Look, I'm still in the early planning stages of this brew and when all is said and done, it probably won't even have t'ej in the name anywhere. I'll be classifying it as a Florida honey wine inspired by the t'ej style. Will that make you feel better?

Now, back to the topic at hand. Anybody have some suggestions about that grow wild, which I can find in Florida, that would work well as a bittering agent?

brentG
03-13-2015, 03:02 PM
I made 2 batches of T'ej BOMM. Good stuff. One plain and one with steeped dried elderberries. Me thinks the elderberries are the way to go.
I'd recommend boiling the sticks (I used gesho, but whatever) to kill off the wild yeast. If you want to drink it within a couple months, use the BOMM recipe.

Only one way to find out about kudzu: try it! Who's stopping you?! If it's bitter, back-sweeten with more honey.

brentG
03-13-2015, 03:09 PM
Also, my batches stained my fermentation bucket yellow, and all the bleach in the world doesn't seem to make a difference. No big deal, I know, but I figured I'd throw it out there. You may want to try using the plastic jug the spring water comes in and shove the sticks in? Or a food grade pail you don't care about. I did a few melomels before those batches, and fruit didn't stain that bad. Just sayin'.

upther
03-13-2015, 03:11 PM
There's nothing really stopping me I guess. I'll have 5 gallons of honey to go around so I'll have plenty to back sweeten with if necessary.

Probably gonna try and make some teas of the kudzu and a few other things to see what kind of flavors and how bitter they are. I've heard sea grapes are great for this kind of thing but apparently taking them from anywhere, even your own property, is a big no-no here.

upther
03-13-2015, 03:36 PM
Also, my batches stained my fermentation bucket yellow, and all the bleach in the world doesn't seem to make a difference. No big deal, I know, but I figured I'd throw it out there. You may want to try using the plastic jug the spring water comes in and shove the sticks in? Or a food grade pail you don't care about. I did a few melomels before those batches, and fruit didn't stain that bad. Just sayin'.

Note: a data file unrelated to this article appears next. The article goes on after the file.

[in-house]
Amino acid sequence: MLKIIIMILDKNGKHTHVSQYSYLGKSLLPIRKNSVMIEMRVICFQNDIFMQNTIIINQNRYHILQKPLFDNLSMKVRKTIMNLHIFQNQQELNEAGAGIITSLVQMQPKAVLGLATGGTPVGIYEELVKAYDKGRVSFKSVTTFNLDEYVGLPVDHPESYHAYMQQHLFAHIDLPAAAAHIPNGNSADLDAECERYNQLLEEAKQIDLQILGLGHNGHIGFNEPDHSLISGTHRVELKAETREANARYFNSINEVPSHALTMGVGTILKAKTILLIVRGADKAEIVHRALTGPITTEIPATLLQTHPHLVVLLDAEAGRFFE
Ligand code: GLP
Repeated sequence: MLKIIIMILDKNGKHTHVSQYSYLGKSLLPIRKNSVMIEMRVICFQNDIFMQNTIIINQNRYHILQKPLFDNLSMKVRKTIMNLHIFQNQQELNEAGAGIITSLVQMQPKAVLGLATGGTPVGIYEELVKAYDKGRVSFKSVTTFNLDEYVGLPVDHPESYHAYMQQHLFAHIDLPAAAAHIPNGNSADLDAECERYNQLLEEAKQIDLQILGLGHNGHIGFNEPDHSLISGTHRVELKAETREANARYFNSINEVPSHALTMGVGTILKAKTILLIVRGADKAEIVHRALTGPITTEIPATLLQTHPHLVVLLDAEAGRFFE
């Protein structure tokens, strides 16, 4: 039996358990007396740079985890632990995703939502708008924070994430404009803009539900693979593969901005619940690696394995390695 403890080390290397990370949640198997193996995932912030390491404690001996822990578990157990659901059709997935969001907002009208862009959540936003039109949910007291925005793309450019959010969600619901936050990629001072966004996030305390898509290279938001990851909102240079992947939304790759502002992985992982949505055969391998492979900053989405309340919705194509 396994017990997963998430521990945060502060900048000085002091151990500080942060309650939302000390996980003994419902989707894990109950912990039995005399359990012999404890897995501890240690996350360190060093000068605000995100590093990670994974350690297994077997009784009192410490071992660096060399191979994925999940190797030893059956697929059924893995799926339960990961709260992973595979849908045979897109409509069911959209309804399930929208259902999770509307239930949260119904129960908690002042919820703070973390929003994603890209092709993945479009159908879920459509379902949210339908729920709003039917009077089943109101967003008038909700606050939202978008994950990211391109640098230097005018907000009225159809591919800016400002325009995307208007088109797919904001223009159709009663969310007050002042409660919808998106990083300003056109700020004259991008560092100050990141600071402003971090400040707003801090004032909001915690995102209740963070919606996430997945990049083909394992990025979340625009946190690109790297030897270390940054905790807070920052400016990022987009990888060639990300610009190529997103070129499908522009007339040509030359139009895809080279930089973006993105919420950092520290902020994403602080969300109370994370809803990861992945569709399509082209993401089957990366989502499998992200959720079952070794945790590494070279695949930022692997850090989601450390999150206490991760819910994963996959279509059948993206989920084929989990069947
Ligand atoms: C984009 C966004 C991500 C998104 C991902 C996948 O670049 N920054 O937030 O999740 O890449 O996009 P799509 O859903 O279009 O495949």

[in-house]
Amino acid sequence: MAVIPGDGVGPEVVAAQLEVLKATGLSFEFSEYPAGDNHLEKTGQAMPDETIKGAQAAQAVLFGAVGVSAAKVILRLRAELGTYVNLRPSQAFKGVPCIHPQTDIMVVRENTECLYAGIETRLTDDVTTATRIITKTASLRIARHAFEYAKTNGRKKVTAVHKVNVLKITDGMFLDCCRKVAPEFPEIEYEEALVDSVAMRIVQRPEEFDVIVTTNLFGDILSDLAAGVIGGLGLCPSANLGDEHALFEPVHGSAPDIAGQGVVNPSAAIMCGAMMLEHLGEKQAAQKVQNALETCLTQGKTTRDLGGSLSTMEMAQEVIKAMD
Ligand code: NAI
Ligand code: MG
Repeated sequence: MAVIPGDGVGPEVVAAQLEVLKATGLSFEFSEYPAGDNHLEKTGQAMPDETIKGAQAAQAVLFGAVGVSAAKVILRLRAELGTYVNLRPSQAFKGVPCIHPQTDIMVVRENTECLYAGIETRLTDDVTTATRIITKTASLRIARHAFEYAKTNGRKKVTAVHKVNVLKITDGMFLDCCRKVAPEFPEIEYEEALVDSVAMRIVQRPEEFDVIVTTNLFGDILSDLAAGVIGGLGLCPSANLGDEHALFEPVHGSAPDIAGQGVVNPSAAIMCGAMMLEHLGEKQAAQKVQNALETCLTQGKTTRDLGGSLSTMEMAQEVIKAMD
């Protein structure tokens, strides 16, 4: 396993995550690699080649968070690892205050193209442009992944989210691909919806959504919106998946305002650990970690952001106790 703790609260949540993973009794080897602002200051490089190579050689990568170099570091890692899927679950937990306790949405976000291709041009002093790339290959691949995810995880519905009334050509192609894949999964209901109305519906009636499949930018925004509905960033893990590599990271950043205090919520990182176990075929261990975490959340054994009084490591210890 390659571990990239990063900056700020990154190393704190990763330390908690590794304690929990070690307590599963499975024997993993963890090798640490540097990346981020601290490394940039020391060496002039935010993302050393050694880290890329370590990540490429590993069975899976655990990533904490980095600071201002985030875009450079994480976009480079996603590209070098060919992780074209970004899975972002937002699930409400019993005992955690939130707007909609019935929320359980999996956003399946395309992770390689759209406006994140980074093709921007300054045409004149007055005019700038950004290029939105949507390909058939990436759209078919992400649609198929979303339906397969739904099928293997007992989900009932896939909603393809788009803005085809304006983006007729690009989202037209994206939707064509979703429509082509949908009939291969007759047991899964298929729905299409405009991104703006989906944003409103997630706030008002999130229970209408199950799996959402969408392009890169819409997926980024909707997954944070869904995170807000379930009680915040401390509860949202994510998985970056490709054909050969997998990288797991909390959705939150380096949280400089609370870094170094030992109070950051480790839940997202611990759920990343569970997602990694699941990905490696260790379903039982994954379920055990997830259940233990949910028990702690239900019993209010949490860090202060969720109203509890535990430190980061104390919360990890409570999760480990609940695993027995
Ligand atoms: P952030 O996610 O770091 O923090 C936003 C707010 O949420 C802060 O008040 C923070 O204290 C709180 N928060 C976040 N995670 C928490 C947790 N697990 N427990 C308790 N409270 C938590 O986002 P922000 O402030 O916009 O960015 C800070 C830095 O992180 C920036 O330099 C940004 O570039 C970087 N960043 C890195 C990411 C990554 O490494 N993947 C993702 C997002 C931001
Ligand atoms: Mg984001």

I'm a home brewer so I have plenty of fermenting buckets lying around. New buckets are cheap enough so I'll probably just use an old one or my bottling bucket and go buy a fresh new bucket. Thanks for the heads up.

Medsen Fey
03-15-2015, 08:06 AM
I think the idea of making a tea to zero in on the right amount is wise. Kudzu has been used in tradition Chinese medicine for centuries. The flowers may have value as a hangover remedy. Unfortunately the roots are used as treatment for alcoholism and may interfere with the metabolism of alcohol and acetaldehyde so you may wind up with worse hangovers
http://www.alcoholjournal.org/article/S0741-8329(07)00137-1/abstract

Keep that in mind as you plan your recipe.
Other alternatives in Florida for native bittering and flavor would include oak leaves, sassafras root, and dandelion.

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pokerfacepablo
03-15-2015, 10:01 PM
Interested in a wild fermentation? This video explains a some history and has a detailed recipe. There is a fantastic link at the end which gives you some other methods.
http://m.youtube.com/?#/watch?v=O60_S25EoFI